By Vijay Kranti
(Part of the ‘My journey through the Tibetan mindscape’ series)
Unlike enlightened souls like Richard Gere who was bitten by the Tibet bug at a mature age, my fascination for Tibet started as a little kid back in 1950s when my school text book taught me about India’s neighbors. It included an independent chapter on Tibet too as our neighboring ‘nation’. As a child we were amused to learn that Tibetan can identify the incarnate baby after the death of their king, the Dalai Lama, and install the child as their next king. Also that people greet each other by sticking out their tongue. Over 60 years later, my photographic memory can still recall the black and white sketch of a Tibetan man, wearing a long hat and holding his personal prayer wheel in his hand.
At that tender age, where else I could have wished to go – hoping that I were in Tibet and they would realize that I was the real child to be made the king. Those were the days when we had yet to learn the virtues of realpolitik. Our school textbooks could still speak truth and refer to Tibet as a separate country, other than China. But on growing up I learnt that realpolitik could easily make nations turn truths upside down. Not too many years after China occupied and used Tibet’s land to attack and humiliate my country in 1962 and my country’s Parliamentarians pledged ‘unanimously’ to take back every inch of our lost land from China, I realized that the same Parliament’s practices and rules could muzzle and bar its own members even from raising a question on China’s presence in Tibet.
My school book also told me that the Tibetans drink milk of Yak which is a larger and tougher version of our buffalo and that it is also used as a transport animal like a horse. It was a funny idea to imagine a mix of a horse and buffalo which also delivers milk. It was nearly 15 years later that I I realized that Yak is a male animal and you can’t take out milk from a male buffalo or a horse. It was actually Zo, the She Yak which was more or less like our black cows that delivered milk. The Tibet chapter in our text book kept tingling us all along the year as we kids would greet each other by sticking out our tongue. And some of us would even use this greeting for some tough teachers and the bully boys — of course only in their absence.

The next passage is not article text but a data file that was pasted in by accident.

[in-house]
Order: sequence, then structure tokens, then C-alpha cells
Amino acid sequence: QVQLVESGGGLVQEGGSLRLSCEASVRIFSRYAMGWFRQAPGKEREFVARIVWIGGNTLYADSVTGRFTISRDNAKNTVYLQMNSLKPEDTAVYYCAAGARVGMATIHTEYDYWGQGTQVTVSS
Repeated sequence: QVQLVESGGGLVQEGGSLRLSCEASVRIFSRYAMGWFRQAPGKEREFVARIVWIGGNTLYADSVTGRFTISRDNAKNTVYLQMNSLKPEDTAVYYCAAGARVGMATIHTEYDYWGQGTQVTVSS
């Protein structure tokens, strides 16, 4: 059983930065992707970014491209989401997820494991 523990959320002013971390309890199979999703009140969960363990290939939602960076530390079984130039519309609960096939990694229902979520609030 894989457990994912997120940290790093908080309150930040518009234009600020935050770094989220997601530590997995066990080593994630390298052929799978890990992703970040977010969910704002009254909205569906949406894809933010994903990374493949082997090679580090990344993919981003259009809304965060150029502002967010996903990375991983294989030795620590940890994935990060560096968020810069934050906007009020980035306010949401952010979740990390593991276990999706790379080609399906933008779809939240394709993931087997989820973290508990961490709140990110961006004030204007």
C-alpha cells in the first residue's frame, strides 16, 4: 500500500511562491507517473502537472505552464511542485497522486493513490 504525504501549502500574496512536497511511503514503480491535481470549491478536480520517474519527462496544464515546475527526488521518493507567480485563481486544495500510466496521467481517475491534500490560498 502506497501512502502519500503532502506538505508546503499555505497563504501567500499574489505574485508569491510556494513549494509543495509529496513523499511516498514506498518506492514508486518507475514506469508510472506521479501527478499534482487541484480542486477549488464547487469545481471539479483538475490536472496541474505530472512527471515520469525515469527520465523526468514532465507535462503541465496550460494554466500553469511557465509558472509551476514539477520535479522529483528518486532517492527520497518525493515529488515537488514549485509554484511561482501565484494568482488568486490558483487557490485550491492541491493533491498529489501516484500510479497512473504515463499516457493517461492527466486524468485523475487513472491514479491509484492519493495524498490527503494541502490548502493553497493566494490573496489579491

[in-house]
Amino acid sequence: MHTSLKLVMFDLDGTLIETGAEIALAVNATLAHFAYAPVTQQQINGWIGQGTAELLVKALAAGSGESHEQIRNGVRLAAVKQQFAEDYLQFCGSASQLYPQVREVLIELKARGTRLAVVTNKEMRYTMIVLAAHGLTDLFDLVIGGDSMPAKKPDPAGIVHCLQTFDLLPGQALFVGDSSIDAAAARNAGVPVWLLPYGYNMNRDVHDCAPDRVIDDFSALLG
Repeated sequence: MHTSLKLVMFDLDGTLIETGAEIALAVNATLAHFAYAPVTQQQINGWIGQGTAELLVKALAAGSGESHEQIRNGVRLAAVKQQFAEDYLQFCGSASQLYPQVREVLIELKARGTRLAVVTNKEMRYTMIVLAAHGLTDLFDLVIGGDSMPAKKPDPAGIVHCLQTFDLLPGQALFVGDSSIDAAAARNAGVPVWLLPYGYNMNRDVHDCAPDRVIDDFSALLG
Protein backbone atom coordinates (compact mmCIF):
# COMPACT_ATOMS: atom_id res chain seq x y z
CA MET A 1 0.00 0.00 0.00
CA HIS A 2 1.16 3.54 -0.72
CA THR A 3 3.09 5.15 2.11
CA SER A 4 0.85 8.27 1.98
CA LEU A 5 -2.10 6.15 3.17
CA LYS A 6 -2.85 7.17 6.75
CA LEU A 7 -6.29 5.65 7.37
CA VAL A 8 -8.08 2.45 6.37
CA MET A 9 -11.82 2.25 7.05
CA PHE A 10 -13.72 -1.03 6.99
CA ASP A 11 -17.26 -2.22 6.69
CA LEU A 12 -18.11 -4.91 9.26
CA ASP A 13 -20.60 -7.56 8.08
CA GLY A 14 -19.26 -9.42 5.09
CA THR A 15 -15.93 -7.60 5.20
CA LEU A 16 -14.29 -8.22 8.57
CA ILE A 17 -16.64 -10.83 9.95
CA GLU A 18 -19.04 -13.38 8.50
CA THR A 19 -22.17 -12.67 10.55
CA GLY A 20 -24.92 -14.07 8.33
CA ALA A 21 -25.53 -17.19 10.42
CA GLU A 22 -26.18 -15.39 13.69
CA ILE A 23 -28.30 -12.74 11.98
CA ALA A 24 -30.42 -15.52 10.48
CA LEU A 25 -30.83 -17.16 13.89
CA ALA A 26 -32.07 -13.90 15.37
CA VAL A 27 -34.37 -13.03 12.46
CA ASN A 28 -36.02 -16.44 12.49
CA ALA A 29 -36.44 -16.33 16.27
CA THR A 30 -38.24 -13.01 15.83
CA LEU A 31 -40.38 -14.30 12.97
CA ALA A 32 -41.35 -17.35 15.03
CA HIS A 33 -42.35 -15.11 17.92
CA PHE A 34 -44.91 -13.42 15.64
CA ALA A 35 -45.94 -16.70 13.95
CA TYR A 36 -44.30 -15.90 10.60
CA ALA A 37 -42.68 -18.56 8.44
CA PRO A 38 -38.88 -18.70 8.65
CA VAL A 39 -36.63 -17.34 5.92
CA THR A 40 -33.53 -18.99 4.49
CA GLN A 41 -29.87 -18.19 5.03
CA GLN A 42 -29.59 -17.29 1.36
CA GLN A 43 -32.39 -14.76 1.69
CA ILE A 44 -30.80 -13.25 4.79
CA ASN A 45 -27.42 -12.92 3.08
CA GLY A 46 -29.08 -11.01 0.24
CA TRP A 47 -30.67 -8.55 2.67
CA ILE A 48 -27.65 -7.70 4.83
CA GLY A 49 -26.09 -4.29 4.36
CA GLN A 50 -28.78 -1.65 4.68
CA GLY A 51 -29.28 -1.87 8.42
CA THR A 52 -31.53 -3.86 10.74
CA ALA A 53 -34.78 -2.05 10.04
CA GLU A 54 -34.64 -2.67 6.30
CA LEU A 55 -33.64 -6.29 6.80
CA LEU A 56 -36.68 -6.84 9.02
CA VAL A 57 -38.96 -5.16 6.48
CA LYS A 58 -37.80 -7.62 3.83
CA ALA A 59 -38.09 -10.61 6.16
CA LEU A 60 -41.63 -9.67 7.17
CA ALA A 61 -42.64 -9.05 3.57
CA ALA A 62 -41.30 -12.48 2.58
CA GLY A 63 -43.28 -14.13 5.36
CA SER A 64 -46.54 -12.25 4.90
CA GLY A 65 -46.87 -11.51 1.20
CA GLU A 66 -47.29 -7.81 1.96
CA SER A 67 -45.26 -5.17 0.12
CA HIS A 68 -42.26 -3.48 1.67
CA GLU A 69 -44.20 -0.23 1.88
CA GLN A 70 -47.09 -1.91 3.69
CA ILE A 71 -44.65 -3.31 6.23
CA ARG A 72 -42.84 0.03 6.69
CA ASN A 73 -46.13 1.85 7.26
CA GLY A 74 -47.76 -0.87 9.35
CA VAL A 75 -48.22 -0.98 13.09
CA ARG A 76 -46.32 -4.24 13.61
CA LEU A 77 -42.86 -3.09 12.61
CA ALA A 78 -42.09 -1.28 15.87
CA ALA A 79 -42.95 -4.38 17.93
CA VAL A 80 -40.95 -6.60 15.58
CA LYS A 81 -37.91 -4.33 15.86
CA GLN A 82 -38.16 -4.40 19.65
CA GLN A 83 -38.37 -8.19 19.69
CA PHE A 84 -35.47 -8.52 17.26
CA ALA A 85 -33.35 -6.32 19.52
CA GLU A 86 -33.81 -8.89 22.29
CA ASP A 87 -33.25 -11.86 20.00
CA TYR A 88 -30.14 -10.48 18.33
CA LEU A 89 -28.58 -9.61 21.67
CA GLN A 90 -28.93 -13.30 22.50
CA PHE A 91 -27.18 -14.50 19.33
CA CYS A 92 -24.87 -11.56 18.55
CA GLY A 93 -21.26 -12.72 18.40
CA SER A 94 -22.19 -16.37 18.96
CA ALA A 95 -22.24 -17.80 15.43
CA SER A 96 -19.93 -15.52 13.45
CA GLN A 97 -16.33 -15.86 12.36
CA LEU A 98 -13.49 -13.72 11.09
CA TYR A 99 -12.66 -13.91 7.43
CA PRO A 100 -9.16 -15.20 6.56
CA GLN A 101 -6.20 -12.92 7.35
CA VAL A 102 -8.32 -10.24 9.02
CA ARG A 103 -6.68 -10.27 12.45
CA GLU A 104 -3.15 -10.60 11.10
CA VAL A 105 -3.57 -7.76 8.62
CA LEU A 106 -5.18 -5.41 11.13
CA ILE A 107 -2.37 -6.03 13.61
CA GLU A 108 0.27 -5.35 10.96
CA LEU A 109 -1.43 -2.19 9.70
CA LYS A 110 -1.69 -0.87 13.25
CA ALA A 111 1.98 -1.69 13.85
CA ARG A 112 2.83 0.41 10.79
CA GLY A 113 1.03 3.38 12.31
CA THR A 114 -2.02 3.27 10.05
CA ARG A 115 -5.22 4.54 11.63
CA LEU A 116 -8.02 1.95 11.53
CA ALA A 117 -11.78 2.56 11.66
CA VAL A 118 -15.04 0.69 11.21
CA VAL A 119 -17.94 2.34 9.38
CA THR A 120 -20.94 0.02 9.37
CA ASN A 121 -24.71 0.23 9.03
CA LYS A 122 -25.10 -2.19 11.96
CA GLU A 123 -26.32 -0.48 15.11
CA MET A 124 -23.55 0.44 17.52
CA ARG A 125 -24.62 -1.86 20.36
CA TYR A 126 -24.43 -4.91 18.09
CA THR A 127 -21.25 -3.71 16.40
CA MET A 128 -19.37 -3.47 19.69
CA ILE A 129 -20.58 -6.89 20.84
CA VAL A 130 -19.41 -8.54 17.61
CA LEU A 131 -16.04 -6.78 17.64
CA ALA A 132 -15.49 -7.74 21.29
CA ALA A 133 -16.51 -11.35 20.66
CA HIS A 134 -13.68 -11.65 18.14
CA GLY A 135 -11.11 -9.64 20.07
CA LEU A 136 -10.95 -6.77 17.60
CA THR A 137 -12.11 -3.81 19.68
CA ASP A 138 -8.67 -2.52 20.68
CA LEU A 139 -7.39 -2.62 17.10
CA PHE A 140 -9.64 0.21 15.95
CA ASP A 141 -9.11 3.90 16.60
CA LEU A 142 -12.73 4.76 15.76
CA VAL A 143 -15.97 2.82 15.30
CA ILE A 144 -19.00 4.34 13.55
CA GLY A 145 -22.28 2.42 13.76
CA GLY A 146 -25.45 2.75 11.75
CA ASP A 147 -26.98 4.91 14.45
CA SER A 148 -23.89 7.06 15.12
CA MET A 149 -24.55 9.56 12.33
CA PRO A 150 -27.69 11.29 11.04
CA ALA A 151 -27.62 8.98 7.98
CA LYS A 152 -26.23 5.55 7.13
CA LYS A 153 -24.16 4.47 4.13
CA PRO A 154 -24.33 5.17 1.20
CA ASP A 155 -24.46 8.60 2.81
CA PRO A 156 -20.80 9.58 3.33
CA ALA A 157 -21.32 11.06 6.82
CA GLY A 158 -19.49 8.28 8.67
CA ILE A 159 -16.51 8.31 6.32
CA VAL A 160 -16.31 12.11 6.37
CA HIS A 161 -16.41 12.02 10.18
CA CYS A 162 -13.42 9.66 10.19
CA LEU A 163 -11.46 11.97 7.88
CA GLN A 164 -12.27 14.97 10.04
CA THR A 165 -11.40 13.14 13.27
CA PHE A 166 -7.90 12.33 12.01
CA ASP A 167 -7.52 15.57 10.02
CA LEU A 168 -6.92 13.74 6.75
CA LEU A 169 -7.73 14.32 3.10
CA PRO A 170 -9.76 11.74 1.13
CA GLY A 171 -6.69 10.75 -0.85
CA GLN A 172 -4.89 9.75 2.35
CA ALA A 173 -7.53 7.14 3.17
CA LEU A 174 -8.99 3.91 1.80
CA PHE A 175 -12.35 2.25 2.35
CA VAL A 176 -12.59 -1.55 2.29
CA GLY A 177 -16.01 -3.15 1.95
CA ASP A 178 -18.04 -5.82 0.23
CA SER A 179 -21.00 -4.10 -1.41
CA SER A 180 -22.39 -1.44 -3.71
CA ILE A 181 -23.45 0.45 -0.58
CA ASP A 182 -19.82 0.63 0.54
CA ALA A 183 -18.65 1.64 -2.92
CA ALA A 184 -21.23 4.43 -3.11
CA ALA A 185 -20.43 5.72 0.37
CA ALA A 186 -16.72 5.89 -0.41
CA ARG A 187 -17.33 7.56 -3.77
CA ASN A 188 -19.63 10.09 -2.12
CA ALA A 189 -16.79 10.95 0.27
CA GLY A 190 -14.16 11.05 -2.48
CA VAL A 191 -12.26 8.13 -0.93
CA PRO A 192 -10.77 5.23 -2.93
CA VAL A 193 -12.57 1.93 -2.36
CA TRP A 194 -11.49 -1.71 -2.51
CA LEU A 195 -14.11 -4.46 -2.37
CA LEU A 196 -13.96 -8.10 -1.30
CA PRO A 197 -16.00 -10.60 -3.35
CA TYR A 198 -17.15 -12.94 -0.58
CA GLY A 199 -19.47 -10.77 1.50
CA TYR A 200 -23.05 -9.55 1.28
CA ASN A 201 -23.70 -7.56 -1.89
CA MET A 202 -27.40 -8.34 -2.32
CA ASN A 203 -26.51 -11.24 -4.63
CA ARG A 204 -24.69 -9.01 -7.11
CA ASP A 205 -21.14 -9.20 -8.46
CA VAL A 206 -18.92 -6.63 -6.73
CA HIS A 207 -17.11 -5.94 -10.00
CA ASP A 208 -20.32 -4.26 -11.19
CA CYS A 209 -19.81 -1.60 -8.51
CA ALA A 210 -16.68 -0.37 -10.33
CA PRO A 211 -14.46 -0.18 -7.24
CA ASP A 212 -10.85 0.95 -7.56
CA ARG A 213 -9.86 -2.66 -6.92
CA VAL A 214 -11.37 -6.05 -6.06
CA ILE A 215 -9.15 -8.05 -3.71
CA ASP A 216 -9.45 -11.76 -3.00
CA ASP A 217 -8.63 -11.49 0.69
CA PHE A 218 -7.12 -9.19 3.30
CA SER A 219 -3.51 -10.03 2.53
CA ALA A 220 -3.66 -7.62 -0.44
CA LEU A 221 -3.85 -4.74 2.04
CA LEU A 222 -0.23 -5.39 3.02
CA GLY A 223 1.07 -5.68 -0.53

These childhood memories have come alive this late evening when my tourist bus is entering Lhasa, the capital of same Tibet that has been growing with me in my memories. My hopes about our bus getting stuck in a herd of yaks in a Lhasa street had already dashed in cities like Shigatse, Dhingri and Lhatse on our way from Dram on the Nepal-Tibet border during past three days. More than half of the Tibetan people I had met around my tourist bus during our stoppages were Tibetan beggars. The only Yaks I could watch from my bus window were either grazing on hill slopes at a distance or were accompanying scores of labour groups in the distance who were perhaps laying underground optical fiber up to the Nepal border from Lhasa or Shigatse.
As my bus speeds along an eight-lane city boulevard, I am suddenly overwhelmed by the massive high-rise buildings and jumbo neon signs along the road. It looks like a parade of shopping malls exploding with lights – a scene that would put the best of Gurgaon or Bangalore malls in India to shame. Soon I stop counting endless number of Pajeros, BMWs and other hot international brands on the road. Hoping to see herds of yaks roaming the streets of Lhasa, I am wondering what made the yaks to reincarnate into such wonderful wheeled gizmos. Glittery stores with all kinds of consumer goods and well-dressed customers dominated the road on both sides until our bus dropped us at our hotel.
Dumb struck by this sudden visual shock I entered into the comfortable room of my tourist guest house in the old part of Lhasa, I am unable to solve my latest puzzle – which Tibet is the real one? The one I saw through my bus window or the one that I’ve been living with or hearing about all the years? Exasperated and unable to solve this innocent riddle, I take to my well-tested device of leaving the answer to tomorrow and go to sleep.
(Views expressed are his own)
The author is a senior Indian journalist, photographer and a keen Tibet watcher for over four decades. During the first decade of 2000’s he visited Tibet many times on his self assigned learning and photo-expeditions.